Toy troops: Where are the plastic Army women?

Abbie Bennett
August 07, 2019 - 10:33 am
ArmyWomenToys

Art by and courtesy of Tina Imel.

Plastic Army men are one of the most ubiquitous American toys. Sold in buckets and bags, the soldiers have changed a lot through their more than 80 years, but a few things have remained constant -- most of them are still green, and they're all men. 

Time Magazine ranked Army men the 13th greatest toys in a list of the top 100 most influential toys dating all the way back to 1923.

In the early years of the toys, the little green men came in few alternative colors and forms -- German troops were gray, Japanese were yellow. The soldiers have since had uniforms and weapons to match many generations of troops, including Vietnam and other major U.S. conflicts. They even come in new colors, including blue and pink.

But even the pink Army men are still men. 

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Women make up about 10 percent of the U.S. Armed Forces and are the fastest-growing group of troops. 

But those fighting women are not often represented in popular culture and are missing in action from what may be one of the most popular military toys of all time. 

One toy company is considering allowing women to join the ranks. 

WomenToySoldiers
Sketeches by Tina Imel, courtesy of Jeff Imel.

In March 2019, BMC Toys' Jeff Imel posted on the toy company's website an upcoming "production roundup" mentioning "longer-term projects I'd like to develop and crowdfund that involve new sculpts and molds."

Those included "BMC Plastic Army Women Figures."

In a post from last year, Imel posted a concept sketch from artist Tina Imel of three olive-green Army women -- one with a handgun and binoculars, one kneeling with a rifle and one throwing a grenade, a rifle in her other hand.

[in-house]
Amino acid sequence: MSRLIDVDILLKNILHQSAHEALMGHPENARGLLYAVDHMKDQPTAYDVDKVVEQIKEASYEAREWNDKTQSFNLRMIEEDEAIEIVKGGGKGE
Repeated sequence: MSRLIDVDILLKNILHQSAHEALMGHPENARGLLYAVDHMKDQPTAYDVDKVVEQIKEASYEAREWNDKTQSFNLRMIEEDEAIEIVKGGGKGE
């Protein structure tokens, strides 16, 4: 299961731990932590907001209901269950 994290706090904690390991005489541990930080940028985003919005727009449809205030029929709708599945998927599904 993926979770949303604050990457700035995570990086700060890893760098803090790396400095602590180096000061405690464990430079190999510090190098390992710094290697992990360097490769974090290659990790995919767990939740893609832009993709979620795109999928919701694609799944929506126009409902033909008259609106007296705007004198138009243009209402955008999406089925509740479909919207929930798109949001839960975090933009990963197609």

All three women are in uniform, wearing combat boots, helmets and have their longer hair in low buns. 

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"I was recently asked a question that comes up every so often, 'Do you stock any female toy soldiers?'" Imel wrote. 

Previous toy companies have included Army nurse figures years ago, Imel said, "but I'm not aware of anything currently available, so I let the customer know we don't have anything like that in stock.

"Usually that's the end of it, but this time the customer -- a retired Navy sailor, made a compelling case for why Plastic Army Women might be popular. I promised to conduct some research and discovered there might be enough folks looking for Little Green Army Women to consider producing some." 

In an exclusive interview with Connecting Vets, Imel said the BMC concept for a plastic Army women figure set is aimed more at toys than historically accurate hobby figures. The women are in a few of the classic plastic Army men poses and in the classic green colorway "so the figures would fit in with a wide variety of the plastic figures that are already in several generations of toy boxes."